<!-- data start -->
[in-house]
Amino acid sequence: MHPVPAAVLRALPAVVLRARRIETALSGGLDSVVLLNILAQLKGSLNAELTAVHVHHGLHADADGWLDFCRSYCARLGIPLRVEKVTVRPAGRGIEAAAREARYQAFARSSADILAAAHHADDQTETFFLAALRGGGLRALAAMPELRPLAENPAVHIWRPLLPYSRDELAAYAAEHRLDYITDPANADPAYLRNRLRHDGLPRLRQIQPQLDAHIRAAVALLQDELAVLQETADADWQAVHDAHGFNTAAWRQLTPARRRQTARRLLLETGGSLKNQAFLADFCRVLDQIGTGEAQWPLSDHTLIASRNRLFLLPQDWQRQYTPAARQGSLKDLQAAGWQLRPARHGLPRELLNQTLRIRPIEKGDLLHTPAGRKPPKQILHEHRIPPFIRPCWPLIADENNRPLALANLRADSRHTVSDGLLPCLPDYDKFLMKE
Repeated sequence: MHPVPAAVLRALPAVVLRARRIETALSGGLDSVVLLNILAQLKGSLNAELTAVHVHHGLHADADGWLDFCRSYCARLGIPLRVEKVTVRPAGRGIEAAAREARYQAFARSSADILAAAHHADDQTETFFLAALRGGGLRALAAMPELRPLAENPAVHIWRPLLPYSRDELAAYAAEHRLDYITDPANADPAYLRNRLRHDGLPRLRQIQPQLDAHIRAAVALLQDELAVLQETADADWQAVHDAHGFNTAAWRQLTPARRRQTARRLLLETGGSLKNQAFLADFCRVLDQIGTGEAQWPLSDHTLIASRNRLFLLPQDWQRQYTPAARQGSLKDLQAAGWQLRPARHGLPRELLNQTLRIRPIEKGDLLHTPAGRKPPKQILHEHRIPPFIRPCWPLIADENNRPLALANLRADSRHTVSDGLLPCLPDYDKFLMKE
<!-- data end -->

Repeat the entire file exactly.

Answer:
[in-house]
Amino acid sequence: MHPVPAAVLRALPAVVLRARRIETALSGGLDSVVLLNILAQLKGSLNAELTAVHVHHGLHADADGWLDFCRSYCARLGIPLRVEKVTVRPAGRGIEAAAREARYQAFARSSADILAAAHHADDQTETFFLAALRGGGLRALAAMPELRPLAENPAVHIWRPLLPYSRDELAAYAAEHRLDYITDPANADPAYLRNRLRHDGLPRLRQIQPQLDAHIRAAVALLQDELAVLQETADADWQAVHDAHGFNTAAWRQLTPARRRQTARRLLLETGGSLKNQAFLADFCRVLDQIGTGEAQWPLSDHTLIASRNRLFLLPQDWQRQYTPAARQGSLKDLQAAGWQLRPARHGLPRELLNQTLRIRPIEKGDLLHTPAGRKPPKQILHEHRIPPFIRPCWPLIADENNRPLALANLRADSRHTVSDGLLPCLPDYDKFLMKE
Repeated sequence: MHPVPAAVLRALPAVVLRARRIETALSGGLDSVVLLNILAQLKGSLNAELTAVHVHHGLHADADGWLDFCRSYCARLGIPLRVEKVTVRPAGRGIEAAAREARYQAFARSSADILAAAHHADDQTETFFLAALRGGGLRALAAMPELRPLAENPAVHIWRPLLPYSRDELAAYAAEHRLDYITDPANADPAYLRNRLRHDGLPRLRQIQPQLDAHIRAAVALLQDELAVLQETADADWQAVHDAHGFNTAAWRQLTPARRRQTARRLLLETGGSLKNQAFLADFCRVLDQIGTGEAQWPLSDHTLIASRNRLFLLPQDWQRQYTPAARQGSLKDLQAAGWQLRPARHGLPRELLNQTLRIRPIEKGDLLHTPAGRKPPKQILHEHRIPPFIRPCWPLIADENNRPLALANLRADSRHTVSDGLLPCLPDYDKFLMKE